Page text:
Winnie the Pooh as you’ve never imagined him – reincarnated as a human being, as Bertie; still writing poetry, still fond of honey.
Piglet has become Peggy, Bertie’s timid neighbour who sees danger round every corner. Initially intimidated by a newcomer to the village, a flamboyant actor known as Bouncer, might she eventually find in him someone to whom she can confide?
Bouncer lodges with Sheila, a single Mum from Australia with an obsessive devotion to her small son, Joey, and with a tendency to call a wallaby a bloody wallaby.
None of them, however, are remotely aware of their ‘past lives’, not even the learned Professor who lives alone at The Cedars and chairs the local History Society.
All of them live in the village of Hartfield – the former home of A.A.Milne – on the edge of the Ashdown Forest. So, too, does Bunny – no longer a rabbit, but the formidable and optimistic organiser of an Action Group to fight a proposed bypass across their beloved forest. Only the retired Major, a gloomy recluse who lives alone in a rundown cottage on the edge of the village, thinks that their protests are doomed to failure.
As the saga unfolds, these members of Bunny’s Action Group begin to learn a lot more, not only about conservation, politics and ecology, but also about one another. And each of them, in their own way, also begin to make a connection to Bertie’s interest in what he calls ‘a bigger picture’.
Meanwhile could a very small inhabitant of the forest itself become a surprising ally?
Underpinning the ‘not in our backyard’ story is the question of ‘progress’ versus the need for a human scale and a gentler pace to life, whilst protecting a unique, beloved, ancient woodland. The book touches lightly on the themes of life, death, nature, the human spirit and meaning.
As a BAFTA winning film maker, Jonathan Stedall writes from a deep awareness of our interconnectedness with nature and the world.
Jonathan Stedall has made documentary films for over fifty years, largely at the BBC. There he worked with John Betjeman, Laurens van der Post , Cecil Collins, Malcolm Muggeridge, Alan Bennett, Ron Eyre, Bernard Lovell, Theodore Roszak, E.F. Schumacher, Mark Tully and Ben Okri. He has also directed major biographies on Tolstoy, Gandhi, C.G. Jung and Rudolf Steiner.
His film about a Camphill school in Scotland for children with special needs won a British Film Academy Award in 1968, and later work was nominated by BAFTA and the Broadcasting Press Guild.
His book Where on Earth is Heaven?, published by Hawthorn Press in 2009, was singled out by John Cleese as ‘the most annoying book I have ever read, as the author seems to have had a more interesting life than I’ve had.’
His collection of poems, No Shore Too Far, published after the death of his wife in 2014, was described by Stephen Gawtry, Editor of, Watkins Mind Body Spirit, as ‘beautiful, poignant and inspiring’.
Enchanting is the word. I love your characters and the delicate and comic way you’ve played into the Milne stories, and the beautiful ponderings on life. It’s a triumph and I’m sure it will fly – ISABELLA TREE, author of Wilding – the return of nature to a British farm.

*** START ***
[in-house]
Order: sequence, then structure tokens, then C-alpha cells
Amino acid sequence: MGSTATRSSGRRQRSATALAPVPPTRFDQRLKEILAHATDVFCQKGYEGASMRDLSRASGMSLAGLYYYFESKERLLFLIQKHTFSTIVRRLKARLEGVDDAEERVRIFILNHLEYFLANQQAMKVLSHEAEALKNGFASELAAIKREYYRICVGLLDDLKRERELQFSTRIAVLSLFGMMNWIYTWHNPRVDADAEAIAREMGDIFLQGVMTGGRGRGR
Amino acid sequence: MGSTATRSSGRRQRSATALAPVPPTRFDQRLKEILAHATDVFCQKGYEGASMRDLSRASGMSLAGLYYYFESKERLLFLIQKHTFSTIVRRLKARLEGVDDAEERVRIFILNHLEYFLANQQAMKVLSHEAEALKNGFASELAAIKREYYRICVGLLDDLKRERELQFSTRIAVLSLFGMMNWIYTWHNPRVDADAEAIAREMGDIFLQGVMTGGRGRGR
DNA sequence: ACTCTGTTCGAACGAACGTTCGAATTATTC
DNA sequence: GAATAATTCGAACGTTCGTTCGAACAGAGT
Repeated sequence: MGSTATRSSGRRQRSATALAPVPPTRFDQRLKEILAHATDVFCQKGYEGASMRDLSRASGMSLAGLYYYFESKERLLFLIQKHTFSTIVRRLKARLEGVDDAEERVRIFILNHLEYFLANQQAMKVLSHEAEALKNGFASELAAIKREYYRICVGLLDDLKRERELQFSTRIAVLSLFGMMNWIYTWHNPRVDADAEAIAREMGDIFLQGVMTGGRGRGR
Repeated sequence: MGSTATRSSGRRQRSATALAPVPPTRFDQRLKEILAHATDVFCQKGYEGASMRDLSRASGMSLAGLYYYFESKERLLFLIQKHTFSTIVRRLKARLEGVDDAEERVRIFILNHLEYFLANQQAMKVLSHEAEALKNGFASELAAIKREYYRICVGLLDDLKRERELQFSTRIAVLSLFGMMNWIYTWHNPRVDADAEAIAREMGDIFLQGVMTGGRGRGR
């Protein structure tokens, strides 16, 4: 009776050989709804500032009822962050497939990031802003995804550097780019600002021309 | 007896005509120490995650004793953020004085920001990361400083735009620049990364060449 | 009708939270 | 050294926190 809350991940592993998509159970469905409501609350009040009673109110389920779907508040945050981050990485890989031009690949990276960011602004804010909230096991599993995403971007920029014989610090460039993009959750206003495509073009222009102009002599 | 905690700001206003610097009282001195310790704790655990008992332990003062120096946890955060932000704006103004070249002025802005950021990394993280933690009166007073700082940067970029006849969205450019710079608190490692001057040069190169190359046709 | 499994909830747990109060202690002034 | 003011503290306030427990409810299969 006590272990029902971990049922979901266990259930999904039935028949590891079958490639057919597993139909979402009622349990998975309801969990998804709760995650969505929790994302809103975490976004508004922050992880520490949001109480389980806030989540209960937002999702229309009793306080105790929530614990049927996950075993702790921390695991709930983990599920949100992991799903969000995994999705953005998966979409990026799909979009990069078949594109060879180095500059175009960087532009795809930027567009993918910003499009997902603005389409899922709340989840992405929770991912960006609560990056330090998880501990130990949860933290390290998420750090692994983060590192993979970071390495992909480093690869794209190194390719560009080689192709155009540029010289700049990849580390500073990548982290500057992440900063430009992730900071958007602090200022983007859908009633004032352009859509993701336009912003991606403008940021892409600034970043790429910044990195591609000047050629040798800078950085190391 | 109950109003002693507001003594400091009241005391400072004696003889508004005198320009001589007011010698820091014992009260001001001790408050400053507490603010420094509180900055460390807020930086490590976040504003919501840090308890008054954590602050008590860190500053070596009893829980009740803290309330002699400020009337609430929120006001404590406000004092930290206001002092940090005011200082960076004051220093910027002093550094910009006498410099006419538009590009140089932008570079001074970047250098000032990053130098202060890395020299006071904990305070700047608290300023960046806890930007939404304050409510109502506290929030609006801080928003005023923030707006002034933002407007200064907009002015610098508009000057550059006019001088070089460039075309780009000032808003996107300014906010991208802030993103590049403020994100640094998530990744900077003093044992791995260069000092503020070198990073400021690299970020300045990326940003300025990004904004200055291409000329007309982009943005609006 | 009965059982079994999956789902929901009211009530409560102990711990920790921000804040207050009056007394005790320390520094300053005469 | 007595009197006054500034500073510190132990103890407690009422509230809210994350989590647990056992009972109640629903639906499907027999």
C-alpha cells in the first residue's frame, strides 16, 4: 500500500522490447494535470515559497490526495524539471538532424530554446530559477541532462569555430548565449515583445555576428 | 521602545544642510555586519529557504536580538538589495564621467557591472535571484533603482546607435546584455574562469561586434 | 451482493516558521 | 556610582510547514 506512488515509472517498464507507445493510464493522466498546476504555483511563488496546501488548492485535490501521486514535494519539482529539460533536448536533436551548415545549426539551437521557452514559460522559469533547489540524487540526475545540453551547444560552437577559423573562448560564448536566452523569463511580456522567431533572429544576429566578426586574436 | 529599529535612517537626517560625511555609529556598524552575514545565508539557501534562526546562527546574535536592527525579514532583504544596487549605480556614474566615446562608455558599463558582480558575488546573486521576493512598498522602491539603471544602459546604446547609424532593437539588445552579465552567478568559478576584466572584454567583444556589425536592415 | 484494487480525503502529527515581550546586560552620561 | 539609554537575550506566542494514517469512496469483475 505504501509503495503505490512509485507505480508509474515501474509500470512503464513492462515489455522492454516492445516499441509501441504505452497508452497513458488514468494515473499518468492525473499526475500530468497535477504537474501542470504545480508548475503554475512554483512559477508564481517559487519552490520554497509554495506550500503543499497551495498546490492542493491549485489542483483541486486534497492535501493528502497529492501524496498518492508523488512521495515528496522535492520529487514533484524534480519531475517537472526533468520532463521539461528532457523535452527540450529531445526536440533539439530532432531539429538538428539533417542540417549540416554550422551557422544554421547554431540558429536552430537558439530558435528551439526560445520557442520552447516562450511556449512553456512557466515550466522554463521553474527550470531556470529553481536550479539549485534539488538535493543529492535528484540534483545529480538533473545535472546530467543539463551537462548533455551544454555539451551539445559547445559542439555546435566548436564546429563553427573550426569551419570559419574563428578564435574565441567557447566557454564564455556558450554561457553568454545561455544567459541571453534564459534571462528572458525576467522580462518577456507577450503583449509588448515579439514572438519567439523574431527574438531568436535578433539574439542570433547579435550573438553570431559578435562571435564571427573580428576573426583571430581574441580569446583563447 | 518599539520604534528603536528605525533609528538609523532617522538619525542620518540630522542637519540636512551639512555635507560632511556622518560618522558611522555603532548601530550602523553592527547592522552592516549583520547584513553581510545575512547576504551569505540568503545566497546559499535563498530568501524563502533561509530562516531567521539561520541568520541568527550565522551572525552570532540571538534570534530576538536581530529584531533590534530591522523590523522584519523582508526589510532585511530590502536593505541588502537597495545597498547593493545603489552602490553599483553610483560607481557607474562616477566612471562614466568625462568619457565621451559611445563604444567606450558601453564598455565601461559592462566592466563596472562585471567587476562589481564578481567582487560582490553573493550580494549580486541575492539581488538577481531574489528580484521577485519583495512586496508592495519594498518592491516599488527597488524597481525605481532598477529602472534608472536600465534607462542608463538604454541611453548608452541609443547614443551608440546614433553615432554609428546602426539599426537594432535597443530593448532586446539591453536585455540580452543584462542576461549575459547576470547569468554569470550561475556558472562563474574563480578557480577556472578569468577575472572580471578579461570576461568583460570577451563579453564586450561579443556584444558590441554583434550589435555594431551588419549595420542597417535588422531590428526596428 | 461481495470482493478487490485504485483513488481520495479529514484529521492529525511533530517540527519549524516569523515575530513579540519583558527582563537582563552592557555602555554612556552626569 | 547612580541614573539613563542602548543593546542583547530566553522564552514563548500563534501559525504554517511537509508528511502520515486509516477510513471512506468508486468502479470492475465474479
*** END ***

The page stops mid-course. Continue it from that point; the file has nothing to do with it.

Jonathan Stedall has directed some of our most enjoyable documentaries, and now has turned his hand to something as lively, original and thoughtful. – CRAIG BROWN, critic and satirist.
Jonathan’s gentle and subtle voice weaves a fable through the vehicle of A.A. Milne’s characters, transposed into the prosaic quandaries of contemporary life. With a simplicity and clarity of style, it can be read as an allegory on the bonds of friendship, morality and decency, and the vicissitudes of standing up to forces that ignore justice and humanity – SAIED DAI, artist.
Jonathan Stedall’s homage to his childhood hero Winnie the Pooh is a honeypot of wisdom and gentle humour – JEREMY NAYDLER, philosopher, cultural historian and gardener.
This lively short story, based on A.A. Milne’s ‘Winnie the Pooh’ characters, stayed with me long after reading it. The book is easily accessible and amusing. It also contains deeper philosophical considerations. These relate to community life, ecological issues and gentle reflections about the meaning of life and death. The story also shows how very different people can unite together in a common cause, and the unexpected beneficial changes that can help reshape their lives.
I would value seeing this wise little book in print, and can imagine sharing it with friends and family, and encouraging some thought-provoking discussions! DIANA RUSSELL-CAREY, psychotherapist.
Jonathan Stedall revisits A.A. Milne’s Ashdown Forest, now under threat, as seen through the eyes of a familiar cast of characters, with all their strengths and foibles. Their attempts to save the forest, and in doing so reinforce their own bonds, results in a nostalgic and tender tale – CHARLOTTE SORAPURE, artist.
Jonathan’s book opens as a gentle eulogy to A.A. Milne. But as we are drawn into his village and its inhabitants, we find ourselves in a place of enchantment, yet also in a contemporary world. The modern threat of a bypass is the backdrop for finely observed actions, with players full of doubt, foibles, assertiveness and diffidence. As we come to know this place and its people, we realise that at issue here is far more than a plan for a road.
These are characters tussling with the ultimate questions of life: Why are we here? What is our role as human beings? Jonathan weaves a subtle, consistent and often humorous dialogue between the here and now and somewhere deeply beyond – PIP HEYWOOD, film-maker.
An enchanting fable which led me to ask myself what is actually real – SIR MARK TULLY, broadcaster and author.
A wise book to savour and ponder by the fireside with a cup of tea or a glass of wine and one that is bound to make you chuckle in recognition. – PARADIGM EXPLORER
An enchanting and amusing tale – THE BUZZ